Tamou Has Eyes Set On Leadership Role
He's only just met some of his new teammates, but Panthers recruit James Tamou says he'd happily embrace a leadership role once he settles in at his new club.
The former Cowboy joined Penrith on a four-year deal starting in 2017 and will bring plenty of experience to a side brimming with premiership potential.
Led by 25-year-old Matt Moylan, the Panthers are one of the youngest teams in the competition but their semi-final finish last season showed they are ready to contend for premierships in the next few years.
At 27 Tamou is one of the more senior players at the club, and the star signing said he would relish the opportunity to use his eight years of NRL experience to help nurture Penrith's budding talent.
"Coming in, I see a few of the young boys are still shying away a bit," Tamou said after a gruelling pre-season session.
"Once I do get settled in, I'd love to pull them in and have a chat and tell them anything they're doing wrong. But just after that skills session, I was a bit out of place – obviously being the first day – so I was the one asking the questions.
"Once I get in and once we get all organised, I'd like to take a bit of a leadership role with some of the young boys."
What they lack in experience the Panthers more than make up for in size as 2015 premiership-winner Tamou found out at pre-season training.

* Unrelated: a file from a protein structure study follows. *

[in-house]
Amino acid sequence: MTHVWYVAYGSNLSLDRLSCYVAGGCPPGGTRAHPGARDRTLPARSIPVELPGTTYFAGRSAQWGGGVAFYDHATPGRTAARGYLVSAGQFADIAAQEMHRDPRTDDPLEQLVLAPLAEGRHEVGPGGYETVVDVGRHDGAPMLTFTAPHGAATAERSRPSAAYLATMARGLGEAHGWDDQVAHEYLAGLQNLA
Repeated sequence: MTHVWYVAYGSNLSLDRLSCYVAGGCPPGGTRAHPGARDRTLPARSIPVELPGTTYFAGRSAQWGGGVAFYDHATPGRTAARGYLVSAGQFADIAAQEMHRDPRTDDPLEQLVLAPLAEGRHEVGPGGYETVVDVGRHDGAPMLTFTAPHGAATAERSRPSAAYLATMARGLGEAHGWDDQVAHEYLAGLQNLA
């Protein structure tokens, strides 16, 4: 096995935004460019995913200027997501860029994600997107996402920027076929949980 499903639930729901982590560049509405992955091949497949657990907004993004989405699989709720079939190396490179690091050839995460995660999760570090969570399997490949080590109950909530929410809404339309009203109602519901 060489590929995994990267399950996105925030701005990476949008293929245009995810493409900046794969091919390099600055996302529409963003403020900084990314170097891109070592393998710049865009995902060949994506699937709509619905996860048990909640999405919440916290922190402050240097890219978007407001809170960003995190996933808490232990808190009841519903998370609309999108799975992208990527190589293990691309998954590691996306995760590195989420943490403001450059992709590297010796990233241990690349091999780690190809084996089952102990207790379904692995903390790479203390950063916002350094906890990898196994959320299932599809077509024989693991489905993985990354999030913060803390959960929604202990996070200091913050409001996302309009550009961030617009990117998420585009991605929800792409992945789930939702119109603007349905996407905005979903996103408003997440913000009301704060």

Listed at 196cm and 114kg, even Tamou was dwarfed on Tuesday afternoon by some of the new clubmates he wants to one day help out.
In a squad that boasts some of the most promising up-and-comers in the game, Tamou identified former Panthers Holden Cup captain Andy Saunders as someone who had impressed him so far in pre-season training.
The Quirindi Grasshoppers junior is just one of a number of big boppers at the club, and with the likes of Viliame Kikau, Cowen Epere and Oliver Clark waiting in the wings, the Panthers are well stocked in the front-row department.
"He (Saunders) has been throwing weights around in the gym like it's no one's business," Tamou laughed.
"It's a bit intimidating with all the young fellas. I'm used to being the only tall one walking around, but there are some big, young boys getting around, and it's quite intimidating. It's good because it only adds to the value of the team.
"I'm excited. It looks like a good group of boys and a good coaching staff that can do really good things."
This article first appeared on NRL.com